Annual 2012 Discussion Group - Assessment
The topic for this year’s Discussion group meeting was assessment. Participants shared what is currently done with assessment at their institutions which varied widely; from a three to five question surveys following one-shot instruction sessions to the assessment of e-portfolios using the ACRL standards. Although many institutions had already created a culture of assessment, some were just starting to develop a plan for measuring distance learning services and/or instruction in a useful and achievable manor.
Participants discussed the purpose of assessment. For instance, should librarians be assessing learning outcomes versus satisfaction with the instructor? What is the meaning of “learning” for librarians and how well are they suited to assess it? Further questions were raised regarding the assessment of critical thinking, including whether it should be done at a higher university level instead of the library. Participants were interested in finding out how to demonstrate the library’s contributions to student’s achievements. Suggestions were: Alumni surveys (for contribution to lifelong learning), five year reviews, curriculum mapping, and information literacy being incorporated into institutional goals. One participant cautioned that people should remember that what you measure may not be what is most important to patrons. She felt it was important to allow for open-ended questioning to discover areas where you can improve services, as opposed to always trying to get patrons to pinpoint what they want from the Libraries.
Several suggestions were provided for how to keep assessment data, although some still found it difficult to find a perfect product, especially one which could tie assessment to standards. Examples of where assessment data is currently stored include:
- Excel spreadsheet
- Task stream- for 5 year reviews
- Program Assessment using Qualtrix- Use learning outcomes mapped to ACRL standards. Informal approach using sampling.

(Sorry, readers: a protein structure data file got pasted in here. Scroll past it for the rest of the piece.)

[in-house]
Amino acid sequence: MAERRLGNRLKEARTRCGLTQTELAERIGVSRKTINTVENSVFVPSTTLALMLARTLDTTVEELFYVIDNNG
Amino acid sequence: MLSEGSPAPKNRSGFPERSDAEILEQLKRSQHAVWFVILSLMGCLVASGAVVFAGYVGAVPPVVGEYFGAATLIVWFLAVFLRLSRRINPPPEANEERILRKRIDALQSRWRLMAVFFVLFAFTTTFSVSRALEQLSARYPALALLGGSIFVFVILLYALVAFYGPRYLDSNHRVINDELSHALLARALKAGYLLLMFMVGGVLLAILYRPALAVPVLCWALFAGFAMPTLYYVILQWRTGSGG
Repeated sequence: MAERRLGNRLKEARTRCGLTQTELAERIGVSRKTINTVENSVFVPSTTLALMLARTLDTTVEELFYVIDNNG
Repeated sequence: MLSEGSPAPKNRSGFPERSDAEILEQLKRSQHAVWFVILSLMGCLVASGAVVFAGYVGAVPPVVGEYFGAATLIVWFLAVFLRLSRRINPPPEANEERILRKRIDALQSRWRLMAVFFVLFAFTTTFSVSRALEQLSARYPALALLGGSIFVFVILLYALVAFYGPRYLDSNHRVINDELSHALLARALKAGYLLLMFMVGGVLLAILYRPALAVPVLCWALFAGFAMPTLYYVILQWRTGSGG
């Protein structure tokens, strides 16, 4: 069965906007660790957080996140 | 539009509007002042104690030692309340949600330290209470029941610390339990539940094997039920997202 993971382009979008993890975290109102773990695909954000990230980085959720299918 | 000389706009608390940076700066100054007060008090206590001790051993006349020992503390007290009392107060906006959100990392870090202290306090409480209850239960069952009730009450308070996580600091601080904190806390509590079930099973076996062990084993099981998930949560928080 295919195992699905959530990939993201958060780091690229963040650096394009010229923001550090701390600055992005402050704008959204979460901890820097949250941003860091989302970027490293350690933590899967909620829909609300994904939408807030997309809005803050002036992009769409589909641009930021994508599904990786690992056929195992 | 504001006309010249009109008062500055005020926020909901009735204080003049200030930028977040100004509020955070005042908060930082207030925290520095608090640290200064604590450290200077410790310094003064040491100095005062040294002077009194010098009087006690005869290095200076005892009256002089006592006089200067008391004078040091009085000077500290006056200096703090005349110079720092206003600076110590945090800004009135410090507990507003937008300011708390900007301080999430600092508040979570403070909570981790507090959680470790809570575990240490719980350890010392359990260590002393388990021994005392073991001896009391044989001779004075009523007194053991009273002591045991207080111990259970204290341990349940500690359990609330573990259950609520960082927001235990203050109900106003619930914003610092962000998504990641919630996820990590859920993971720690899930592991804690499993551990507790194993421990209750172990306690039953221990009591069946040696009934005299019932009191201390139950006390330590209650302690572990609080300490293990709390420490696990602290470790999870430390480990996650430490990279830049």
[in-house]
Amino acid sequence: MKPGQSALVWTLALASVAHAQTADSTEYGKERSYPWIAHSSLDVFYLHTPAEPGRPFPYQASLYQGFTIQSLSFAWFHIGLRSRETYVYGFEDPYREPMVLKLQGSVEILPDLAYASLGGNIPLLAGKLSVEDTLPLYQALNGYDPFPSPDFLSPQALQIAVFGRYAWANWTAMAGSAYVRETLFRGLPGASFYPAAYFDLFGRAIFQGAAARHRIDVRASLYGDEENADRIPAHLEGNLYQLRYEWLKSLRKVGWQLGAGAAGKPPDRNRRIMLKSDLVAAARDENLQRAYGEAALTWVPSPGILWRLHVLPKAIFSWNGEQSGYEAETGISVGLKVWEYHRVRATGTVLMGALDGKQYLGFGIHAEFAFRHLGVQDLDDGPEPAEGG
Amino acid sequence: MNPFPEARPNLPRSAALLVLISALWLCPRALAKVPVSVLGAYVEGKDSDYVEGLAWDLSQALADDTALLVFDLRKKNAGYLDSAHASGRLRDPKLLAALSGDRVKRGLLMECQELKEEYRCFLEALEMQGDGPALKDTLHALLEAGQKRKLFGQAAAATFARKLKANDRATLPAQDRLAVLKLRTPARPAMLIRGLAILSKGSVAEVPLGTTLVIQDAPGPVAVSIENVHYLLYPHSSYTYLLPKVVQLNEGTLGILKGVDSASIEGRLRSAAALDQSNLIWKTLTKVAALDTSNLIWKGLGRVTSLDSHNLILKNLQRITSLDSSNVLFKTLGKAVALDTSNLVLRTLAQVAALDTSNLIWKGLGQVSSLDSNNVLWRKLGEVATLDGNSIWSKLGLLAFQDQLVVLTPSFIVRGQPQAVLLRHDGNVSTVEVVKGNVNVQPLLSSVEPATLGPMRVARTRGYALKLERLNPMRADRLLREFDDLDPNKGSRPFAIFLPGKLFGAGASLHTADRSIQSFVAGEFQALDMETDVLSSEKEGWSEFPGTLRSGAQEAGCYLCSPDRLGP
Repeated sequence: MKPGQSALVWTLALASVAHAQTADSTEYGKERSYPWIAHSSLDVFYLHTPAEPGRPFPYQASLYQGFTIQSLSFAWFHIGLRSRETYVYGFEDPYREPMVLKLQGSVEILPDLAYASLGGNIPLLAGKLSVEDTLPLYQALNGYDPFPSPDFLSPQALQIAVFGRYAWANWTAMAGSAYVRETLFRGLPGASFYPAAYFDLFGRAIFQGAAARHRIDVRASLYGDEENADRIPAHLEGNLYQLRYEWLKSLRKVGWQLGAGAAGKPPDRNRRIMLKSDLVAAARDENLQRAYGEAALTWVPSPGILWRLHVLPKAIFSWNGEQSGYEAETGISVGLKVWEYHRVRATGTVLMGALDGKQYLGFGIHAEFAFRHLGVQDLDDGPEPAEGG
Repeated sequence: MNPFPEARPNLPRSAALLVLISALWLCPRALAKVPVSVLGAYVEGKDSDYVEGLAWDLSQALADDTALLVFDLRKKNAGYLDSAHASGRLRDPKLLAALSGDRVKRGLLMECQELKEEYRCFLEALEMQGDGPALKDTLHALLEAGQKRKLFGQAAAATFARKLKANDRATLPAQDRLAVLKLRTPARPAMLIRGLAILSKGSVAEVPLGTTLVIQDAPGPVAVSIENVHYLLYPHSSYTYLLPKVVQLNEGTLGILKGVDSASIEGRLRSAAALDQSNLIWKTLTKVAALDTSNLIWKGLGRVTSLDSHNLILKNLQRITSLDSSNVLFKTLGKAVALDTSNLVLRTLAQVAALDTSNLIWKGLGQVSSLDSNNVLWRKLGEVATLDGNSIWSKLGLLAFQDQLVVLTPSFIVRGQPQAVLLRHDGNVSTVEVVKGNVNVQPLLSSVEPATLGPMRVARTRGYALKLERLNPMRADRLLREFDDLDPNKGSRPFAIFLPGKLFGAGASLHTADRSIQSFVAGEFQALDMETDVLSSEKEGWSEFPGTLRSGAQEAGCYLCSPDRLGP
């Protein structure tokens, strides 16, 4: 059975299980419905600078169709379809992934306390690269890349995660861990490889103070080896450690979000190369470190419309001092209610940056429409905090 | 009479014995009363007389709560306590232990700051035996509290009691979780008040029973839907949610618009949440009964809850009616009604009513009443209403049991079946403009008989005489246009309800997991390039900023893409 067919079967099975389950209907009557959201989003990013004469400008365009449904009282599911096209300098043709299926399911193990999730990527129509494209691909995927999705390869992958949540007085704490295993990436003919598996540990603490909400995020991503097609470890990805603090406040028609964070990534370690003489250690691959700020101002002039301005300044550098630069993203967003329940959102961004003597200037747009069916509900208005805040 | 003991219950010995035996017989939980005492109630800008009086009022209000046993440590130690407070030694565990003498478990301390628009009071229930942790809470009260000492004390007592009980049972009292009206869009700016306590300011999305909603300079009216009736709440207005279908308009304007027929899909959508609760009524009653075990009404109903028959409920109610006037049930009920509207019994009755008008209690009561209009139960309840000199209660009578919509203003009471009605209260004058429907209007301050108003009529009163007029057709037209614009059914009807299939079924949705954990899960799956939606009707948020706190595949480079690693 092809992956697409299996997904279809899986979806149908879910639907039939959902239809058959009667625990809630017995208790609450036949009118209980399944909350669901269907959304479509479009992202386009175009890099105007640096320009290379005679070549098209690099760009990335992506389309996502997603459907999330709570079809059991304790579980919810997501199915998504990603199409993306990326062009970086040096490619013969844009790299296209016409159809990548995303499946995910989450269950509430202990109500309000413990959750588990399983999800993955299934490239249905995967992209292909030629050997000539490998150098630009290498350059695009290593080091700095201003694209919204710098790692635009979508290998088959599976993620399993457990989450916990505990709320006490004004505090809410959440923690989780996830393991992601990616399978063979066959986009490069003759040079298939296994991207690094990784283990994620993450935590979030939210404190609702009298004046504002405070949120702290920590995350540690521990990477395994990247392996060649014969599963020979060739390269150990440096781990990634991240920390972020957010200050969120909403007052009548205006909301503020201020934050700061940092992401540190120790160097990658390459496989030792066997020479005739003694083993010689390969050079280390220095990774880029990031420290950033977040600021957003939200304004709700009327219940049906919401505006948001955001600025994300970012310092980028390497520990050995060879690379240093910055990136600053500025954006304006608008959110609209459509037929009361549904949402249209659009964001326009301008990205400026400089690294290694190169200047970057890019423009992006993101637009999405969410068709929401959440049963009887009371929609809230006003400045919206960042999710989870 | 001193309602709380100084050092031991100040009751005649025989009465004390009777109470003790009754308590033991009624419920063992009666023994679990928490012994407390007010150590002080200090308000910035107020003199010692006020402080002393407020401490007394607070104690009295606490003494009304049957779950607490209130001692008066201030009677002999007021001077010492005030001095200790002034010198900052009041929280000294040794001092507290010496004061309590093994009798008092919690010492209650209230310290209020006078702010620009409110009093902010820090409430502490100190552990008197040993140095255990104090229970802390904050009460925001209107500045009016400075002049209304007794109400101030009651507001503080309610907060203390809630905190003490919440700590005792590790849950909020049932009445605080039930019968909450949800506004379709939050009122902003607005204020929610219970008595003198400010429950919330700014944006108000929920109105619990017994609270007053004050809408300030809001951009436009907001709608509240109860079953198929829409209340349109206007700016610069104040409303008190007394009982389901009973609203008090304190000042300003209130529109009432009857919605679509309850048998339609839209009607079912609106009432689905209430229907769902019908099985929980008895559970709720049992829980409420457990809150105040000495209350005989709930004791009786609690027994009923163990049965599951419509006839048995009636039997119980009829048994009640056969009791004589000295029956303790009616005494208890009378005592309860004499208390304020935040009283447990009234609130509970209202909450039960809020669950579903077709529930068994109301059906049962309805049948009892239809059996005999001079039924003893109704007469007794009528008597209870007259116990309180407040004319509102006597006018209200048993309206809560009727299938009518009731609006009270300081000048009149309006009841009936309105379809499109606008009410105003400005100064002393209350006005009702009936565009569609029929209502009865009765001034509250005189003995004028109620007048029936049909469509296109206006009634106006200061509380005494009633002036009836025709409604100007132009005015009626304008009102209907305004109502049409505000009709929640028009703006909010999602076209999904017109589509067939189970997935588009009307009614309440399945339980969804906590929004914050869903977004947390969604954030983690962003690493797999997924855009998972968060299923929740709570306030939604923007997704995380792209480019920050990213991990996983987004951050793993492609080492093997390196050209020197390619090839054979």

Participants also discussed what to do with results. The emphasis was on closing the loop and showing that changes have been made based on data that has been collected. One participant suggested creating a time line and identifying five things to respond to regarding the assessment data. Another recommended getting feedback from faculty to see if they notice an improvement in students who have received formal library training. One person mentioned that success can be as simple as students remembering your name or providing a comment on your LibGuide.
For more information about assessment for distance education in libraries attend the DLS program at ALA annual in 2013 and see the following three presentations from this year’s Distance Library Services Conference
- Listen to What They Have to Say! Assessing Distance Learners’ Satisfaction with Library Services Using a Transactional Survey
University of North Carolina – Pembroke
- Aided and Embedded: The Team Approach to Instructional Design
Leslee Shell, Steven Crawford, Patricia Harris
Arizona State University
- In it for the Long Haul: Lessons from a Decade of Assessment
Susan E. Searing
University of Illinois